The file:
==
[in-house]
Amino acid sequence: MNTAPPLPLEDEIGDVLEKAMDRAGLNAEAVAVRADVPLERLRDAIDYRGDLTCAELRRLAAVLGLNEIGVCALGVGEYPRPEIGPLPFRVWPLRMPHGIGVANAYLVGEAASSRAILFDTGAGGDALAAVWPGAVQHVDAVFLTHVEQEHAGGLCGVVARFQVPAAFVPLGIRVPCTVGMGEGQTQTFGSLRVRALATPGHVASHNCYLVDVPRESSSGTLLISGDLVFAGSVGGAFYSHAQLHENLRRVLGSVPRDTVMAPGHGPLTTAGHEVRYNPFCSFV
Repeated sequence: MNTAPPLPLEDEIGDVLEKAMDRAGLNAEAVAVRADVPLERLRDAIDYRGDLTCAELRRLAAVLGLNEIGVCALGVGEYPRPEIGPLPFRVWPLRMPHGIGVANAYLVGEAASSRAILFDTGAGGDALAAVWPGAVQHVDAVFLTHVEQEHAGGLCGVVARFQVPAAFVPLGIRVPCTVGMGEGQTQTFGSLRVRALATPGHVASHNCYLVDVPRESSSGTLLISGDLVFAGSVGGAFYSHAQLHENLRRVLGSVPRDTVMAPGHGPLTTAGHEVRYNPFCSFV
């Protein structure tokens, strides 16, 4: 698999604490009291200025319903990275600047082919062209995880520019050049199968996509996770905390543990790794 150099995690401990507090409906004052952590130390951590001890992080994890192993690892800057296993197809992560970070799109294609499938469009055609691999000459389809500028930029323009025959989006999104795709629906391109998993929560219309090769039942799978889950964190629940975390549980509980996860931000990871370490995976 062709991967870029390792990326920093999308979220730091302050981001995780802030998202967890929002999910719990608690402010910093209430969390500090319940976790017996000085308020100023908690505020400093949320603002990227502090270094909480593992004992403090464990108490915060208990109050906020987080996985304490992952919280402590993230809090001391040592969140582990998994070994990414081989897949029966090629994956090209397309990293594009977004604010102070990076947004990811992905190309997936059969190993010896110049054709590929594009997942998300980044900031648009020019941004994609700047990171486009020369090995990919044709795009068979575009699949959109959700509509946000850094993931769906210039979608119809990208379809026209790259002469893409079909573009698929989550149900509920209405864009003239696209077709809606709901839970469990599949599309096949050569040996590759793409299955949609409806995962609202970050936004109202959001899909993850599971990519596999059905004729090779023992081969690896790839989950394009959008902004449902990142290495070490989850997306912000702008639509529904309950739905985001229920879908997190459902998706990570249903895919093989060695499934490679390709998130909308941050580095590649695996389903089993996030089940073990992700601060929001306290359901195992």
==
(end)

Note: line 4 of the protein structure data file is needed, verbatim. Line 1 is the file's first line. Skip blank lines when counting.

């Protein structure tokens, strides 16, 4: 698999604490009291200025319903990275600047082919062209995880520019050049199968996509996770905390543990790794 150099995690401990507090409906004052952590130390951590001890992080994890192993690892800057296993197809992560970070799109294609499938469009055609691999000459389809500028930029323009025959989006999104795709629906391109998993929560219309090769039942799978889950964190629940975390549980509980996860931000990871370490995976 062709991967870029390792990326920093999308979220730091302050981001995780802030998202967890929002999910719990608690402010910093209430969390500090319940976790017996000085308020100023908690505020400093949320603002990227502090270094909480593992004992403090464990108490915060208990109050906020987080996985304490992952919280402590993230809090001391040592969140582990998994070994990414081989897949029966090629994956090209397309990293594009977004604010102070990076947004990811992905190309997936059969190993010896110049054709590929594009997942998300980044900031648009020019941004994609700047990171486009020369090995990919044709795009068979575009699949959109959700509509946000850094993931769906210039979608119809990208379809026209790259002469893409079909573009698929989550149900509920209405864009003239696209077709809606709901839970469990599949599309096949050569040996590759793409299955949609409806995962609202970050936004109202959001899909993850599971990519596999059905004729090779023992081969690896790839989950394009959008902004449902990142290495070490989850997306912000702008639509529904309950739905985001229920879908997190459902998706990570249903895919093989060695499934490679390709998130909308941050580095590649695996389903089993996030089940073990992700601060929001306290359901195992």